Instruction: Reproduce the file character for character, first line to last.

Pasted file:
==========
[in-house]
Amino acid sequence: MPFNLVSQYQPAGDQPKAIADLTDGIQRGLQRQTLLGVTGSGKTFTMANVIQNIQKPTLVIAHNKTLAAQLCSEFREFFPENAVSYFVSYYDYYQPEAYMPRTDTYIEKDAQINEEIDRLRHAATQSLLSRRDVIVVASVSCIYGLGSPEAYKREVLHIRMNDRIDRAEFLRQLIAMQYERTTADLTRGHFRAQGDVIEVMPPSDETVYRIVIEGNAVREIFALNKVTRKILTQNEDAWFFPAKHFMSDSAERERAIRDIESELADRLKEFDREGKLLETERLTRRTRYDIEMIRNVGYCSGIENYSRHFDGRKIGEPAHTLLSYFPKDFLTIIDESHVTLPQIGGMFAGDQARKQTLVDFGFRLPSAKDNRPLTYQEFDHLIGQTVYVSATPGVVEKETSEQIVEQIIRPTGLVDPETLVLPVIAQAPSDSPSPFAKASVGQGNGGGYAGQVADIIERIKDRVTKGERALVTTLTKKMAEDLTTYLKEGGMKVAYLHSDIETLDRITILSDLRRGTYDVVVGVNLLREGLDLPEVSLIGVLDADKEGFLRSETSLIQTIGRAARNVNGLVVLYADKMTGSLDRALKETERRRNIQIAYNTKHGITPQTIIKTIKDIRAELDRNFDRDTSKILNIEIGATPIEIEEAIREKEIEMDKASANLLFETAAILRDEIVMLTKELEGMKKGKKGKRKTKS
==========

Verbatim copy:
[in-house]
Amino acid sequence: MPFNLVSQYQPAGDQPKAIADLTDGIQRGLQRQTLLGVTGSGKTFTMANVIQNIQKPTLVIAHNKTLAAQLCSEFREFFPENAVSYFVSYYDYYQPEAYMPRTDTYIEKDAQINEEIDRLRHAATQSLLSRRDVIVVASVSCIYGLGSPEAYKREVLHIRMNDRIDRAEFLRQLIAMQYERTTADLTRGHFRAQGDVIEVMPPSDETVYRIVIEGNAVREIFALNKVTRKILTQNEDAWFFPAKHFMSDSAERERAIRDIESELADRLKEFDREGKLLETERLTRRTRYDIEMIRNVGYCSGIENYSRHFDGRKIGEPAHTLLSYFPKDFLTIIDESHVTLPQIGGMFAGDQARKQTLVDFGFRLPSAKDNRPLTYQEFDHLIGQTVYVSATPGVVEKETSEQIVEQIIRPTGLVDPETLVLPVIAQAPSDSPSPFAKASVGQGNGGGYAGQVADIIERIKDRVTKGERALVTTLTKKMAEDLTTYLKEGGMKVAYLHSDIETLDRITILSDLRRGTYDVVVGVNLLREGLDLPEVSLIGVLDADKEGFLRSETSLIQTIGRAARNVNGLVVLYADKMTGSLDRALKETERRRNIQIAYNTKHGITPQTIIKTIKDIRAELDRNFDRDTSKILNIEIGATPIEIEEAIREKEIEMDKASANLLFETAAILRDEIVMLTKELEGMKKGKKGKRKTKS